In my eulogistic reflections on the life of Father Matthew Kelty of the Abbey of Gethsemani, I left a lot of things out. I did so partly for reasons of brevity, but mostly for reasons of care and concern. A eulogy is a celebration of a life, a life now lost to us, and even if I elected to tell his story in tandem with Thomas Merton’s, the point was to let Matthew’s words be heard as they deserve to be. I tried, as best I could, to stay out of the way.
A very dear friend and former student, Dr. Michael Bever, to whom I owe my own introduction to Father Matthew some years ago, has reminded me of some things I either failed to say about him, or else said wrongly.
Matthew’s, as I think he and I both agree, is a life worth trying to get just right. So this corrective is an important one, as well as an act of piety to the recently, and dearly, departed.
Matthew did not come out, as I suggested in my eulogy, in the ninetieth year of his age. In fact, his notes for a kind of “flute music” (his Grecophone term for monastic solitude) were written quite a bit earlier. Here is what Michael Bever reminds me:
My Song of Mercy was published in 1994 [I’m afraid that’s all I got right]. This publication included both Matthew’s longer exposition of his sexual orientation in “Flute Solo” and the renowned essay, “Celibacy and the Gift of Gay.” “Flute Solo” had been in informal circulation since 1973 when it was written.
Thus, he was 58 years old when he made public this affirmation of faith.
On closer reading, I note that you had pegged this “coming out” at ninety. One might argue that this earlier date is the more profound since, although he was a mature monk and priest, he had many years to go in service to his vocation (37, to be precise).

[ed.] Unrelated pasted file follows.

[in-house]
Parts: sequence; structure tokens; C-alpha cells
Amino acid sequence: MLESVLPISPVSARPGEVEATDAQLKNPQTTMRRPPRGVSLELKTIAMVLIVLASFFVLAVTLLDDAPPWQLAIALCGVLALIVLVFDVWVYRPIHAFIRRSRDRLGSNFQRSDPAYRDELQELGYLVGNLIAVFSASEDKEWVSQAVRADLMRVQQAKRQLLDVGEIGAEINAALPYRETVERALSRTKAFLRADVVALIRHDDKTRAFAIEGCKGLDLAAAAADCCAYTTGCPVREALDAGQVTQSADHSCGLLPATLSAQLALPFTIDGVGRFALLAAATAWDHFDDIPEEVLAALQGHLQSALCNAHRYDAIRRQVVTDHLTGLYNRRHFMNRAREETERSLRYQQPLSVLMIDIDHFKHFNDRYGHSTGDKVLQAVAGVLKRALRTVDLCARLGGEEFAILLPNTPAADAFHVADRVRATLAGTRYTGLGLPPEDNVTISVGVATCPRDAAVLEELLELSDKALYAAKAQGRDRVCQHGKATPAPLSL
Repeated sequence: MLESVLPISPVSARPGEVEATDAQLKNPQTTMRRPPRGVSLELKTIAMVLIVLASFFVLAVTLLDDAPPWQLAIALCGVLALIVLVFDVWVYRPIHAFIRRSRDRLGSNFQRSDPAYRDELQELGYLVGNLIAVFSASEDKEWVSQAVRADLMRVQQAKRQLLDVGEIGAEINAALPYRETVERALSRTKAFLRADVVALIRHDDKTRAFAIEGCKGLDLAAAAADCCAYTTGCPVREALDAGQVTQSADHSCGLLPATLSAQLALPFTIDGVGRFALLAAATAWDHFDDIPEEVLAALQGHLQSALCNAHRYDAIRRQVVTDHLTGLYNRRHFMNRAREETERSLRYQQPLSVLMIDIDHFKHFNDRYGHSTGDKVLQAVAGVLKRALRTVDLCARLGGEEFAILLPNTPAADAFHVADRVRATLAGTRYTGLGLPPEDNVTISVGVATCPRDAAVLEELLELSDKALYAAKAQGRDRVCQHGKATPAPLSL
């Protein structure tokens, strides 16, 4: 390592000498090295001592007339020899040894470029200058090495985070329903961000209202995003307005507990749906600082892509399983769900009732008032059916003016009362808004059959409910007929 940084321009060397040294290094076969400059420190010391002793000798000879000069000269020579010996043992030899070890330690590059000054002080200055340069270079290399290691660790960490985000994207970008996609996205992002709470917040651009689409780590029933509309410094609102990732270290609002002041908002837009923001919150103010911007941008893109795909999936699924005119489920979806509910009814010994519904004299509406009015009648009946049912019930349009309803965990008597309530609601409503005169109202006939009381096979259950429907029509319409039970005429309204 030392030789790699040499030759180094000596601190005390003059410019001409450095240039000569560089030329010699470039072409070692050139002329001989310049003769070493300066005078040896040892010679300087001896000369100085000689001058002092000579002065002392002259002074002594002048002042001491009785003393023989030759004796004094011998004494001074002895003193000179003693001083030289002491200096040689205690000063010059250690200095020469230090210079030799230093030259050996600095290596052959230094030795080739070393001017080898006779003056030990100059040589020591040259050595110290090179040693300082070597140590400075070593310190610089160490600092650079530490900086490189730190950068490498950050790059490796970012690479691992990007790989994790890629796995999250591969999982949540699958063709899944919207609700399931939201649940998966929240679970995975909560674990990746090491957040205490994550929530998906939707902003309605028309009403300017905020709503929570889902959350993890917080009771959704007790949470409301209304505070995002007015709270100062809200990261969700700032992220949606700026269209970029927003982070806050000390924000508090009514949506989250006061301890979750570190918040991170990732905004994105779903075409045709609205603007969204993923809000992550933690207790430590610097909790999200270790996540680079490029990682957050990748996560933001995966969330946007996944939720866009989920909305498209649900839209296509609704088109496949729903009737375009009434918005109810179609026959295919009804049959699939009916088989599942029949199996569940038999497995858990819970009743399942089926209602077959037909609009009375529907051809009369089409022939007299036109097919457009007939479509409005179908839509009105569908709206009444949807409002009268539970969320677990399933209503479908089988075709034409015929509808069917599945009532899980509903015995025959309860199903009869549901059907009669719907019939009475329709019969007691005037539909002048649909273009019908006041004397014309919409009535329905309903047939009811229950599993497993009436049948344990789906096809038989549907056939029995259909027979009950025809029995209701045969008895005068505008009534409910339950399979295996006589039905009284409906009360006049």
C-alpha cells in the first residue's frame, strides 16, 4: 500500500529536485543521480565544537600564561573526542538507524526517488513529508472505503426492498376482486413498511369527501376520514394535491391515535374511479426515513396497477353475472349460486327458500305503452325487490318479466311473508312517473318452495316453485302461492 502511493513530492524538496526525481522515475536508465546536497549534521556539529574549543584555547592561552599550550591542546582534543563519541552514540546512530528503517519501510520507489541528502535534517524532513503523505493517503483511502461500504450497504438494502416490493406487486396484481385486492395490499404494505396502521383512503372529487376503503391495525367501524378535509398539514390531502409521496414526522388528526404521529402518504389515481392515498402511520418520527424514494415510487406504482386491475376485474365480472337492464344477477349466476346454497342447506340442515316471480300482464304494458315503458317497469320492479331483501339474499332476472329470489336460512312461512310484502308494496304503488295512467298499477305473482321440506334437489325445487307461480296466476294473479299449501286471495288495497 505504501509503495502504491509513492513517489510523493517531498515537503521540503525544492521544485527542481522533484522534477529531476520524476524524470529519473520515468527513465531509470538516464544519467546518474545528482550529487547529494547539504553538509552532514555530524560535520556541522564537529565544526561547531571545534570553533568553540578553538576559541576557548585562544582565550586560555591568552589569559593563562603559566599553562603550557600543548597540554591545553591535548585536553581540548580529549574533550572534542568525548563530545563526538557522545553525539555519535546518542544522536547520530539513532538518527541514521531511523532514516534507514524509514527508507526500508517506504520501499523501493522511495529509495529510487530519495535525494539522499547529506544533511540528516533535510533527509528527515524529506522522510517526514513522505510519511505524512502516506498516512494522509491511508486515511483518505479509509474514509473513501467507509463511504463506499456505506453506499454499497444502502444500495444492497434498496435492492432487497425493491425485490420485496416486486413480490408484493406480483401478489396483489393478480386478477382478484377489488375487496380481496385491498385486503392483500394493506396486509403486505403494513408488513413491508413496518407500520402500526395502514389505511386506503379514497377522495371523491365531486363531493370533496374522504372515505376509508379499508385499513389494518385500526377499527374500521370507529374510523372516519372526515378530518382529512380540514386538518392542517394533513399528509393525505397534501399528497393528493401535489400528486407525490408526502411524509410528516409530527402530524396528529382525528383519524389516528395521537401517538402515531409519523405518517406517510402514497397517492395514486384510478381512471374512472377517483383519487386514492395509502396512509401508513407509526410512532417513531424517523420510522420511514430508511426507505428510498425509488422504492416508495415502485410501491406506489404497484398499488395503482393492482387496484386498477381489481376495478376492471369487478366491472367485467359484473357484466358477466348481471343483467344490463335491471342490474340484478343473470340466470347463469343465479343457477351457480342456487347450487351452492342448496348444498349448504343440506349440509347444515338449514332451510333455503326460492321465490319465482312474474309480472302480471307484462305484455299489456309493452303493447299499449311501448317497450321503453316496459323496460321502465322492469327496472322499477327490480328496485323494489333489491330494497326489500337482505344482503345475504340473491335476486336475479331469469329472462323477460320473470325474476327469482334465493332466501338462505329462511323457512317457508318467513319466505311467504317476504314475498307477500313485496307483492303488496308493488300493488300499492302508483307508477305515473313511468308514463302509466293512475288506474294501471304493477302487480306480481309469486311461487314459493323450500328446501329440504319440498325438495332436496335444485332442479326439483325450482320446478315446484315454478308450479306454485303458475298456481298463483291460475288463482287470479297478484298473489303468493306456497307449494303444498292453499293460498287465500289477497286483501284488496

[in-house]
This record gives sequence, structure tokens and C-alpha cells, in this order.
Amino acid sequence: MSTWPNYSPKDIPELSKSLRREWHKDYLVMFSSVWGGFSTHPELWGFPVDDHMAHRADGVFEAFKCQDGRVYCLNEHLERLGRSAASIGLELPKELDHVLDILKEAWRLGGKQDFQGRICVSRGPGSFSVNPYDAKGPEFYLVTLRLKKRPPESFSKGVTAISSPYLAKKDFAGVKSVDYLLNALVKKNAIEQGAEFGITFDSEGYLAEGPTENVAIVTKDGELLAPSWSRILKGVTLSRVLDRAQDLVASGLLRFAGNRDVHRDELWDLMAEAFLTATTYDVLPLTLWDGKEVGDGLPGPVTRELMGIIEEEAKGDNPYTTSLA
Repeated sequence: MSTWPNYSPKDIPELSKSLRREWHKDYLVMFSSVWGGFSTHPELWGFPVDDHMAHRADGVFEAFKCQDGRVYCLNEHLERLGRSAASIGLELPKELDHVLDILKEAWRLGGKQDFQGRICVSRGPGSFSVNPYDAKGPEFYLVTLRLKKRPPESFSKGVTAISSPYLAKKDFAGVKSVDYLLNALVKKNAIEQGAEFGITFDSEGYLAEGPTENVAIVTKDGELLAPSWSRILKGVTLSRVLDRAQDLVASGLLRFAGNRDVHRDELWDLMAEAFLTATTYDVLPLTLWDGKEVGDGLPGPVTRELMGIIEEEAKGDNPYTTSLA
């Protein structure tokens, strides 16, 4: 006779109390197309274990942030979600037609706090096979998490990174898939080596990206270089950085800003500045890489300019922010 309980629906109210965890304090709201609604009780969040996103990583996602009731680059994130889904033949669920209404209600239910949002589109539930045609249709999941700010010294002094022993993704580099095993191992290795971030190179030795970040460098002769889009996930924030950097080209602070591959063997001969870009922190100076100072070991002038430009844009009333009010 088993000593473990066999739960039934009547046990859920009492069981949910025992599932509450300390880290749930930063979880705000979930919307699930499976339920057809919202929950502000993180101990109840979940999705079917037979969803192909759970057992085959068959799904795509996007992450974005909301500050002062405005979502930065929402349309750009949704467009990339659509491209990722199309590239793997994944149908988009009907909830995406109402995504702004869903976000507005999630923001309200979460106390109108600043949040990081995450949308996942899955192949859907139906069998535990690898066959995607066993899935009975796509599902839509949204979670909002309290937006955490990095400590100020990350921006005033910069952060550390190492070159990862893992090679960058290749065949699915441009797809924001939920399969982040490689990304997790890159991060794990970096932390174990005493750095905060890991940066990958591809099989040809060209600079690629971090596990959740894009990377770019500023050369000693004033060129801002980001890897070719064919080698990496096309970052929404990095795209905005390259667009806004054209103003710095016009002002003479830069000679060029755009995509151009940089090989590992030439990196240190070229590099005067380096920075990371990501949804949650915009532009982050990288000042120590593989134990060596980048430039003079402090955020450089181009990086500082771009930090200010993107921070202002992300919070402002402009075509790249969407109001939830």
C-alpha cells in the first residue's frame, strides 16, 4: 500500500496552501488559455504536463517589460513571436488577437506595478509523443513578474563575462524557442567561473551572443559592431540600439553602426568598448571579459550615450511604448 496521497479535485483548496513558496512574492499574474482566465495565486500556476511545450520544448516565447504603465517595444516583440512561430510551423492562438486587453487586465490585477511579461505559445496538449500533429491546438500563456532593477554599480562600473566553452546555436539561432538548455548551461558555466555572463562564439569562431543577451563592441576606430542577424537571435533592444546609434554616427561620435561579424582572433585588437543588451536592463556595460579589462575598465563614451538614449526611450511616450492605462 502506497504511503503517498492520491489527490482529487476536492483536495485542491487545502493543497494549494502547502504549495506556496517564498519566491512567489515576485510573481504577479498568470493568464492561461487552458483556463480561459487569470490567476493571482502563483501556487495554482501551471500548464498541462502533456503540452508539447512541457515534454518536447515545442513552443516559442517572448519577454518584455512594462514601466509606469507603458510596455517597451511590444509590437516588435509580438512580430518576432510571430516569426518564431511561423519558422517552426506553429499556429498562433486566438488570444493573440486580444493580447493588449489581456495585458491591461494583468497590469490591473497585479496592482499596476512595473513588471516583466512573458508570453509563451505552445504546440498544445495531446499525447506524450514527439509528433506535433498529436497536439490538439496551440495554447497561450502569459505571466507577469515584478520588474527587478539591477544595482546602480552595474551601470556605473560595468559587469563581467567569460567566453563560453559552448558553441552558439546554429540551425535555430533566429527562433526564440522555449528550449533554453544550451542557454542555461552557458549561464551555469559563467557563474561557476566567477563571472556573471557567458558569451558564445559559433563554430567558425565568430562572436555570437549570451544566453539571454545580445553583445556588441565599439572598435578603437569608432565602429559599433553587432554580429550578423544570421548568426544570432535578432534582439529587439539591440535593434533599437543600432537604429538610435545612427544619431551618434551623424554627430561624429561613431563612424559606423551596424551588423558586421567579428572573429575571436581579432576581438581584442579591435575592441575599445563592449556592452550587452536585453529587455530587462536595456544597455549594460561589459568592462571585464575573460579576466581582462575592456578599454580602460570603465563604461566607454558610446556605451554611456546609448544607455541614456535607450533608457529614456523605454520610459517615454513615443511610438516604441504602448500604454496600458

What I most appreciate in this correction is that Mike is right that this chronology makes Father Matthew’s story even more moving, and far more brave.
What I most admire about Mike Bever is this. He has accomplished what is to my eye the most selfless, which is to say the most un-egoed, celebration of the life that Matthew Kelty gifted us with in a short film entitled This Lone Brightness. Mike graciously sent me a copy when it was completed, and I’ve watched the thing enough so that I always half-know what’s coming, but feel both gentled and warmed by the knowing of it. It is a testament to friendship, a testament to an abiding affection and deep love. Whether that love is aimed at Matthew or at God seems not to matter so much in the end. For the force of love arcs upward, and tracing that arrow back to its source is to bathe in the light the everlasting mercy.
That was the kind of unblinking, practical, and grounded mysticism Matthew embodied. When you read a mystical poem by Rumi, you can never quite be sure if it is a wine poem, a love poem, or a God poem. Because it’s all three. It just is.
Matthew’s love was like that, apparent in every liturgical gesture, every devilish smile, every poem he ever relished and lingered over, every winsome line he ever wrote.
He grew up an Irish Catholic in Boston. The Irish know a thing or two about poetry, song and the drama of the divine. That Matthew’s spirit resides in that august light is a source of great joy, I sense, to those who knew him, and loved him, far better than I.